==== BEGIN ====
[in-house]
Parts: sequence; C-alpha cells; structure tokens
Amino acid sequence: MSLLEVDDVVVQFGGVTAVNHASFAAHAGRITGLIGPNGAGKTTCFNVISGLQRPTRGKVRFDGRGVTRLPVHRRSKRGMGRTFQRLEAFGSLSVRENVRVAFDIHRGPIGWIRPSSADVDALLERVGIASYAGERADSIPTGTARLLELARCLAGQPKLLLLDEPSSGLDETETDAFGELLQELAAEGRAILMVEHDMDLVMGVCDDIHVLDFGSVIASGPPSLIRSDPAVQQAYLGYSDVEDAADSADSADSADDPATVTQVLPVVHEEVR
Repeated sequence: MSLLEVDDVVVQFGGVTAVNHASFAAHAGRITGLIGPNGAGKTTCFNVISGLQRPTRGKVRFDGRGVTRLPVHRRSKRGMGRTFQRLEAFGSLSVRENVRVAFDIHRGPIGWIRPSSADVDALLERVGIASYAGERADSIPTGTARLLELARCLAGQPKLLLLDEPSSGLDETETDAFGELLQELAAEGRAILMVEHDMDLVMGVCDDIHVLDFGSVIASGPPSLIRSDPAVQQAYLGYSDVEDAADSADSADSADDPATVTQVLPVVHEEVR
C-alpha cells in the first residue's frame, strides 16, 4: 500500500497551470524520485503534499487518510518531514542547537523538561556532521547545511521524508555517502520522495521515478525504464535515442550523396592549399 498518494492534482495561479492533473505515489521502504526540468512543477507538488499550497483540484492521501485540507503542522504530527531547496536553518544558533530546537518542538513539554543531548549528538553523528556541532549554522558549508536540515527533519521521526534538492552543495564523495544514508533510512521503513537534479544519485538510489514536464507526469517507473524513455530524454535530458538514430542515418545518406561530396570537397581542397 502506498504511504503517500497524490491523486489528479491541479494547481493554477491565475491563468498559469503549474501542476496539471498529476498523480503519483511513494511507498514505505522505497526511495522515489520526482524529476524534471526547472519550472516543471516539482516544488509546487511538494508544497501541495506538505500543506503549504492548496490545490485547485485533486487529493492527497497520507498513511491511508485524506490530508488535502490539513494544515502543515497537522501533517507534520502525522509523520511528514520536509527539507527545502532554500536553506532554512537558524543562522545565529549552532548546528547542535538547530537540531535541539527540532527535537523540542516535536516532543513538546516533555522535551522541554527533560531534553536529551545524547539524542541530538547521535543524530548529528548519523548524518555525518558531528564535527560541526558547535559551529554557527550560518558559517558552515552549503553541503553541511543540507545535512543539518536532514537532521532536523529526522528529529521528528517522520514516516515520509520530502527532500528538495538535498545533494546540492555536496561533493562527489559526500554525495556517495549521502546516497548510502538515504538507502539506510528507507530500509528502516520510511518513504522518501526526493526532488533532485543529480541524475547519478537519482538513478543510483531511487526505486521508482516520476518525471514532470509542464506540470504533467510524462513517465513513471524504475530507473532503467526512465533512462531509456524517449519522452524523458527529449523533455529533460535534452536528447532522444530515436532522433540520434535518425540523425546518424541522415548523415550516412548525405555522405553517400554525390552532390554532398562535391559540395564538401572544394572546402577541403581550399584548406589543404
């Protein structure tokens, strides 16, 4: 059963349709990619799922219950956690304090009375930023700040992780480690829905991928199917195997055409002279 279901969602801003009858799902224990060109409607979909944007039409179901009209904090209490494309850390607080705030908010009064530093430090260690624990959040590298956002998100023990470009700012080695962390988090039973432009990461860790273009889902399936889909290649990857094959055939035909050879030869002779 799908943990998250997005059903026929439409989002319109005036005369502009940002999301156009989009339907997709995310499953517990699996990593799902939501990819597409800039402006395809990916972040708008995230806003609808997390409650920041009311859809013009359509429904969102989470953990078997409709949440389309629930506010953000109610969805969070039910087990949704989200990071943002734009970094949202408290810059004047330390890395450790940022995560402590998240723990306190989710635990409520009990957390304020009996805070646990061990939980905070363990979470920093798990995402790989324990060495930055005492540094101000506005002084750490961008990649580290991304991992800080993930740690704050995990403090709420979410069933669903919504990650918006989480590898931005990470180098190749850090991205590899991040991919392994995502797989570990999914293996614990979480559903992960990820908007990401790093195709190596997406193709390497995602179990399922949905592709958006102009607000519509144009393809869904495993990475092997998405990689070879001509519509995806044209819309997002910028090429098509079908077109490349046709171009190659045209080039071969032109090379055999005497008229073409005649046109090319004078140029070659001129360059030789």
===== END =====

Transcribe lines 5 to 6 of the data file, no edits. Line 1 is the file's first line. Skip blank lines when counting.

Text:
C-alpha cells in the first residue's frame, strides 16, 4: 500500500497551470524520485503534499487518510518531514542547537523538561556532521547545511521524508555517502520522495521515478525504464535515442550523396592549399 498518494492534482495561479492533473505515489521502504526540468512543477507538488499550497483540484492521501485540507503542522504530527531547496536553518544558533530546537518542538513539554543531548549528538553523528556541532549554522558549508536540515527533519521521526534538492552543495564523495544514508533510512521503513537534479544519485538510489514536464507526469517507473524513455530524454535530458538514430542515418545518406561530396570537397581542397 502506498504511504503517500497524490491523486489528479491541479494547481493554477491565475491563468498559469503549474501542476496539471498529476498523480503519483511513494511507498514505505522505497526511495522515489520526482524529476524534471526547472519550472516543471516539482516544488509546487511538494508544497501541495506538505500543506503549504492548496490545490485547485485533486487529493492527497497520507498513511491511508485524506490530508488535502490539513494544515502543515497537522501533517507534520502525522509523520511528514520536509527539507527545502532554500536553506532554512537558524543562522545565529549552532548546528547542535538547530537540531535541539527540532527535537523540542516535536516532543513538546516533555522535551522541554527533560531534553536529551545524547539524542541530538547521535543524530548529528548519523548524518555525518558531528564535527560541526558547535559551529554557527550560518558559517558552515552549503553541503553541511543540507545535512543539518536532514537532521532536523529526522528529529521528528517522520514516516515520509520530502527532500528538495538535498545533494546540492555536496561533493562527489559526500554525495556517495549521502546516497548510502538515504538507502539506510528507507530500509528502516520510511518513504522518501526526493526532488533532485543529480541524475547519478537519482538513478543510483531511487526505486521508482516520476518525471514532470509542464506540470504533467510524462513517465513513471524504475530507473532503467526512465533512462531509456524517449519522452524523458527529449523533455529533460535534452536528447532522444530515436532522433540520434535518425540523425546518424541522415548523415550516412548525405555522405553517400554525390552532390554532398562535391559540395564538401572544394572546402577541403581550399584548406589543404
């Protein structure tokens, strides 16, 4: 059963349709990619799922219950956690304090009375930023700040992780480690829905991928199917195997055409002279 279901969602801003009858799902224990060109409607979909944007039409179901009209904090209490494309850390607080705030908010009064530093430090260690624990959040590298956002998100023990470009700012080695962390988090039973432009990461860790273009889902399936889909290649990857094959055939035909050879030869002779 799908943990998250997005059903026929439409989002319109005036005369502009940002999301156009989009339907997709995310499953517990699996990593799902939501990819597409800039402006395809990916972040708008995230806003609808997390409650920041009311859809013009359509429904969102989470953990078997409709949440389309629930506010953000109610969805969070039910087990949704989200990071943002734009970094949202408290810059004047330390890395450790940022995560402590998240723990306190989710635990409520009990957390304020009996805070646990061990939980905070363990979470920093798990995402790989324990060495930055005492540094101000506005002084750490961008990649580290991304991992800080993930740690704050995990403090709420979410069933669903919504990650918006989480590898931005990470180098190749850090991205590899991040991919392994995502797989570990999914293996614990979480559903992960990820908007990401790093195709190596997406193709390497995602179990399922949905592709958006102009607000519509144009393809869904495993990475092997998405990689070879001509519509995806044209819309997002910028090429098509079908077109490349046709171009190659045209080039071969032109090379055999005497008229073409005649046109090319004078140029070659001129360059030789």